Du Bois wrote the essay, "A Litany at Atlanta", which asserted that the riot demonstrated that the Atlanta Compromise was a failure. Despite upholding their end of the bargain, blacks had failed to receive legal justice in the South. Historian David Levering Lewis has written that the Compromise no longer held because white patrician planters, who took a paternalistic role, had been replaced by aggressive businessmen who were willing to pit blacks against whites. These two calamities were watershed events for the African-American community, marking the ascendancy of Du Bois's vision of equal rights.

In addition to writing editorials, Du Bois continued to produce scholarly work at Atlanta University. In 1909, after five years of effort, he published a biography of abolitionist John Brown. It contained many insights, but also contained some factual errors. The work was strongly criticized by The Nation, which was owned by Oswald Villard, who was writing his own, competing biography of John Brown. Possibly as a result, Du Bois's work was largely ignored by white scholars. After publishing a piece in Collier's magazine warning of the end of "white supremacy", Du Bois had difficulty getting pieces accepted by major periodicals, although he did continue to publish columns regularly in The Horizon magazine.

Du Bois was the first African American invited by the American Historical Association (AHA) to present a paper at their annual conference. He read his paper, Reconstruction and Its Benefits, to an astounded audience at the AHA's December 1909 conference. The paper went against the mainstream historical view, promoted by the Dunning School of scholars at Columbia University, that Reconstruction was a disaster, caused by the ineptitude and sloth of blacks. To the contrary, Du Bois asserted that the brief period of African-American leadership in the South accomplished three important goals: democracy, free public schools, and new social welfare legislation. He asserted that it was the federal government's failure to manage the Freedmen's Bureau, to distribute land, and to establish an educational system, that doomed African-American prospects in the South. When Du Bois submitted the paper for publication a few months later in the American Historical Review, he asked that the word Negro be capitalized. The editor, J. Franklin Jameson, refused, and published the paper without the capitalization. The paper was mostly ignored by white historians. Du Bois later developed his paper as his ground-breaking 1935 book, Black Reconstruction, which marshaled extensive facts to support his assertions. The AHA did not invite another African-American speaker until 1940.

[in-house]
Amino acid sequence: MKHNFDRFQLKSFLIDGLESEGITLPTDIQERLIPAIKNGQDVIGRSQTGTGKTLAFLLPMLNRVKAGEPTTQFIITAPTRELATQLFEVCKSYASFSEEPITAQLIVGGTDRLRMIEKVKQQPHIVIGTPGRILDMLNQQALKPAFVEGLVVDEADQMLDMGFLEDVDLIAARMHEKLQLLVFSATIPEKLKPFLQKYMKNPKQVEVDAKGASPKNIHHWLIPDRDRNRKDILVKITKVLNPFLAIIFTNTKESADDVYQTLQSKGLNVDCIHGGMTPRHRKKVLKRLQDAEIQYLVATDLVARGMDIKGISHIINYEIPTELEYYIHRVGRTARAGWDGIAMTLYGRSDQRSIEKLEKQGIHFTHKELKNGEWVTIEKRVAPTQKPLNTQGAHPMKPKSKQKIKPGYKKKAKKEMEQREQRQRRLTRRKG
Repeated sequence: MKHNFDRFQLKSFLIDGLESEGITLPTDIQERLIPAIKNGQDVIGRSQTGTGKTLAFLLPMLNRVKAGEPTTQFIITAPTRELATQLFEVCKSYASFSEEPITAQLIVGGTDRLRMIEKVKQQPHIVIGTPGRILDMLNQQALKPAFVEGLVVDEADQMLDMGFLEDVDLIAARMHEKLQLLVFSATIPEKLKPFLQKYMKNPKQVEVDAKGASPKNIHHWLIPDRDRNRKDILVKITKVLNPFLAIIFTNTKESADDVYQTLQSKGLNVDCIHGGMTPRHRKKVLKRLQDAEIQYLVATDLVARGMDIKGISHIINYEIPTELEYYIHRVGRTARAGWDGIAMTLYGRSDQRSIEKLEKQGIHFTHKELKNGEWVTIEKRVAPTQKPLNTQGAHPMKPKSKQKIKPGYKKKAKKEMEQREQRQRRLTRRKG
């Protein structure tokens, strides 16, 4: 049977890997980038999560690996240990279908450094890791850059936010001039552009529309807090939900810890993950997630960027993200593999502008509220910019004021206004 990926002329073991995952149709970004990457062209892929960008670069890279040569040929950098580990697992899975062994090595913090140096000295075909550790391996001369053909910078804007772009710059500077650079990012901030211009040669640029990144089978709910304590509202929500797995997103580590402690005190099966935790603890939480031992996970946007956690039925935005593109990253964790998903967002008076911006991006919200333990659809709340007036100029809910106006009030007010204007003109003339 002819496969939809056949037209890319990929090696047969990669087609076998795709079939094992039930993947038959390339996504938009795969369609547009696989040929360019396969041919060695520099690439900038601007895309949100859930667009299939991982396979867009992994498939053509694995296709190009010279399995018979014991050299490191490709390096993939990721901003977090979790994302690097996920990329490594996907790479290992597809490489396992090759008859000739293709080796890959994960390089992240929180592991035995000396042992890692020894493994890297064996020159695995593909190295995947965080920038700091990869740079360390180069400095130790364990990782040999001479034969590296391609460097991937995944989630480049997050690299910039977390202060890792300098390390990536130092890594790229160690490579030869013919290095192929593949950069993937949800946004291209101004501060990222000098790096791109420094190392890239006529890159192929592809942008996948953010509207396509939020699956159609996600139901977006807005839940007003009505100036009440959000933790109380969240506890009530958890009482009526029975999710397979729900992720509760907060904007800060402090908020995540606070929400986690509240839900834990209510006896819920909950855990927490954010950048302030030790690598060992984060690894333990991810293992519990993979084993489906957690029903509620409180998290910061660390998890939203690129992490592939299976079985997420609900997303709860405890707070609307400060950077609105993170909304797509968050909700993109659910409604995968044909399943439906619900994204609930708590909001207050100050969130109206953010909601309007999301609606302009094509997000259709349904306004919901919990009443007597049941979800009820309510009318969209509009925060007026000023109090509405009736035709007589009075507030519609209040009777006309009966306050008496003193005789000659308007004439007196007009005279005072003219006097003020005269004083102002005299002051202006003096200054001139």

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Last modified on Friday, 05 February 2021 12:52